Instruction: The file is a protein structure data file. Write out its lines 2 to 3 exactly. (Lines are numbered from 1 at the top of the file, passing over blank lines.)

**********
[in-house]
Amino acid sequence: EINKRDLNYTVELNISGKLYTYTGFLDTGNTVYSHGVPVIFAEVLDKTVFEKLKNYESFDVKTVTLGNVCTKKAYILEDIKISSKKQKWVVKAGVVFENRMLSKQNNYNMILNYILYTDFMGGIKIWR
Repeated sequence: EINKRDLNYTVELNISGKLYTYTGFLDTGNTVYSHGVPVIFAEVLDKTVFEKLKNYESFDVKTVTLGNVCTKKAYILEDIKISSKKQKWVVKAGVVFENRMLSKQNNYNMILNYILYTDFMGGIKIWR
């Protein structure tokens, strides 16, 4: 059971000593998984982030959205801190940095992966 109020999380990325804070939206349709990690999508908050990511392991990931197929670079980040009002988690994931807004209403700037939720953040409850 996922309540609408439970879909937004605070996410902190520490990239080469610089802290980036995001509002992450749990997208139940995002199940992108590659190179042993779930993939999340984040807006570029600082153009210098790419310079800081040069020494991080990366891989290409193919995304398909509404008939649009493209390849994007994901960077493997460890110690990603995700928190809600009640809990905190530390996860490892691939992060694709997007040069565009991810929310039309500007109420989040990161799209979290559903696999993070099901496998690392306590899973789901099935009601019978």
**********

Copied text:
Amino acid sequence: EINKRDLNYTVELNISGKLYTYTGFLDTGNTVYSHGVPVIFAEVLDKTVFEKLKNYESFDVKTVTLGNVCTKKAYILEDIKISSKKQKWVVKAGVVFENRMLSKQNNYNMILNYILYTDFMGGIKIWR
Repeated sequence: EINKRDLNYTVELNISGKLYTYTGFLDTGNTVYSHGVPVIFAEVLDKTVFEKLKNYESFDVKTVTLGNVCTKKAYILEDIKISSKKQKWVVKAGVVFENRMLSKQNNYNMILNYILYTDFMGGIKIWR